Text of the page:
What's the deal with: video game reviews (for the 1,000th time)

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What Do Sirius and Blu-ray Have In Common? (Hint: Nothing Good).

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Oh, look, someone doesn’t enjoy the game reviews racket anymore. Well, not so much the act of reviewing games but all the drama that surrounds game reviews. Nasty message board threads, podcast after podcast wherein professionals discuss until their throat is sore what makes a good review and how to “properly” review a game, and so on. No more, no more, no more!

Look, if you want to read the 901-word rant, be my guest, but allow me to summarize for those of you who, I don’t know, would rather be playing the games than reading about this gentleman’s meta take on the industry surrounding your repeatedly tapping the A button.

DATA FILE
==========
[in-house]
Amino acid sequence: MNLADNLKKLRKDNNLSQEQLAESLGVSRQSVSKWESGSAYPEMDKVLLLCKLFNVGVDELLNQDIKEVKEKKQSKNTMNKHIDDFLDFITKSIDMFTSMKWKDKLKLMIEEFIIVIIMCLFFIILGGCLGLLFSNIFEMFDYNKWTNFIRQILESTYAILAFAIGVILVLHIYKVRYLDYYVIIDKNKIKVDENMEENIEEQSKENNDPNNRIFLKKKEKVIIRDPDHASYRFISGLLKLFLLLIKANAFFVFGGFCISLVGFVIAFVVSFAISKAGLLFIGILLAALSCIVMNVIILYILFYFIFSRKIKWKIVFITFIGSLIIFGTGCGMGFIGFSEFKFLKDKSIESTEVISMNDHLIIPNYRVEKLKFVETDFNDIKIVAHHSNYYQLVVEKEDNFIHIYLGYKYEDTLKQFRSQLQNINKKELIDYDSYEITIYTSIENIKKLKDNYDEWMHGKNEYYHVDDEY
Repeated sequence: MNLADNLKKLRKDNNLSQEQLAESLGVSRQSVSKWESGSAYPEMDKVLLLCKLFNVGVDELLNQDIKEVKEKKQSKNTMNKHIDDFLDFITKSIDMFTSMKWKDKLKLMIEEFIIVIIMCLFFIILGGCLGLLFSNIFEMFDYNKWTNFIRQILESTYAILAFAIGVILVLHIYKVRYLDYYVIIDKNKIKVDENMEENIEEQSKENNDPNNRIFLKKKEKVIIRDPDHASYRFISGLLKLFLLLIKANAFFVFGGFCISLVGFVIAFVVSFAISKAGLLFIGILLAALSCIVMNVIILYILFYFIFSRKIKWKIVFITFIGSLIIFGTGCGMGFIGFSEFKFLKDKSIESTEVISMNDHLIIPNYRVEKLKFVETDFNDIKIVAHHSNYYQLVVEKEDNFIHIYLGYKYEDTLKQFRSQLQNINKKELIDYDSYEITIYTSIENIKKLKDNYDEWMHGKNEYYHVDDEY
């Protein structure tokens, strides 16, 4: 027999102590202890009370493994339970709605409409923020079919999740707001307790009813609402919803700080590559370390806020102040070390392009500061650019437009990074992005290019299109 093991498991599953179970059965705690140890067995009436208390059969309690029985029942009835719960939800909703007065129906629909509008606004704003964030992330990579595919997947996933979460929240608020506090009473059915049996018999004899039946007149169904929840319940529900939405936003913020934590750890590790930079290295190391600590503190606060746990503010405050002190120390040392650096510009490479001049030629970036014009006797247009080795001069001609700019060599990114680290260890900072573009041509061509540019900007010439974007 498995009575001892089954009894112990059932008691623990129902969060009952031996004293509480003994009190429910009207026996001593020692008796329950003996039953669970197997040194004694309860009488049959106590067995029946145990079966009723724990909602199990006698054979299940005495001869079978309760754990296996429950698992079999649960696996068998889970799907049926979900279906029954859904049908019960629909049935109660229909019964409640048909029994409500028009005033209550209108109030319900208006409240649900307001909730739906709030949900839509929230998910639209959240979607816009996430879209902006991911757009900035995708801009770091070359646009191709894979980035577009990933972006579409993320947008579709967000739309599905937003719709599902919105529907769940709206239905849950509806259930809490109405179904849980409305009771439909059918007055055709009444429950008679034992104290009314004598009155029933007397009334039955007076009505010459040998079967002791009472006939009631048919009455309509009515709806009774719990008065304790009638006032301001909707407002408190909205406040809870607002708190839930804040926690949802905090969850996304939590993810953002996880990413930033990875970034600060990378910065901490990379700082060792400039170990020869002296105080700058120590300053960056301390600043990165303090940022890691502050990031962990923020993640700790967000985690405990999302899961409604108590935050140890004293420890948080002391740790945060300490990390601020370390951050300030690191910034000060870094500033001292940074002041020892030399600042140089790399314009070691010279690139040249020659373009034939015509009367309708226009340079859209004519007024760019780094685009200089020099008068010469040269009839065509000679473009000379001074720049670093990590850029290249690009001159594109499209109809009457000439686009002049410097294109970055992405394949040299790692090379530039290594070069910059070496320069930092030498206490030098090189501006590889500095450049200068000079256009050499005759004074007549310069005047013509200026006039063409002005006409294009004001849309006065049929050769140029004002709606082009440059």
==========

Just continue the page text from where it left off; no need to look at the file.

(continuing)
• Game reviewers are desperately trying to be “relevant” to greater popular culture. They want to be taken as seriously as movie and music reviewers. The problem is game reviews are inherently so niche they’ll never be mainstream. :-(

• Because of this, game reviewers are driven mad by trying to appear “proper,” at the expense of the reviews making much sense for their target audience: gamers.

• As such, reviewing games isn’t nearly as fun as you thought it’d be when you were 14

• “Being clever does not make you a good critic; it just makes you entertaining to your five friends.” Please note that I don’t even have five friends, so if I ever come across, in any of my posts, as trying to be clever, it’s for no one’s entertainment but my own.

Now I’d ask the y’all what makes a good video game review, but I already know the answer: tell the people if the game is fun or not. “This game is a whole lot of fun, check it out.” Done and done.

Also, I hope you enjoy my new art style.

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